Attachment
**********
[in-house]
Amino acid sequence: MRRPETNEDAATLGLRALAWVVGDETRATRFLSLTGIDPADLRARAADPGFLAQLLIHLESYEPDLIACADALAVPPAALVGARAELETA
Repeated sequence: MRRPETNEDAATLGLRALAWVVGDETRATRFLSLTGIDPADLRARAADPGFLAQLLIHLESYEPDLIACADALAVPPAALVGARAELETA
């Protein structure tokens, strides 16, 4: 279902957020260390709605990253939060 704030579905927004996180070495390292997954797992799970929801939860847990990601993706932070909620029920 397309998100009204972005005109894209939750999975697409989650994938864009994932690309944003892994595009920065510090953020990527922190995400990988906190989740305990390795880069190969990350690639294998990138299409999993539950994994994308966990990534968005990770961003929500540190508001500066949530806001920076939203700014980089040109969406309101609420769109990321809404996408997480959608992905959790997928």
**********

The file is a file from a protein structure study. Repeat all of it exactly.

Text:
[in-house]
Amino acid sequence: MRRPETNEDAATLGLRALAWVVGDETRATRFLSLTGIDPADLRARAADPGFLAQLLIHLESYEPDLIACADALAVPPAALVGARAELETA
Repeated sequence: MRRPETNEDAATLGLRALAWVVGDETRATRFLSLTGIDPADLRARAADPGFLAQLLIHLESYEPDLIACADALAVPPAALVGARAELETA
């Protein structure tokens, strides 16, 4: 279902957020260390709605990253939060 704030579905927004996180070495390292997954797992799970929801939860847990990601993706932070909620029920 397309998100009204972005005109894209939750999975697409989650994938864009994932690309944003892994595009920065510090953020990527922190995400990988906190989740305990390795880069190969990350690639294998990138299409999993539950994994994308966990990534968005990770961003929500540190508001500066949530806001920076939203700014980089040109969406309101609420769109990321809404996408997480959608992905959790997928």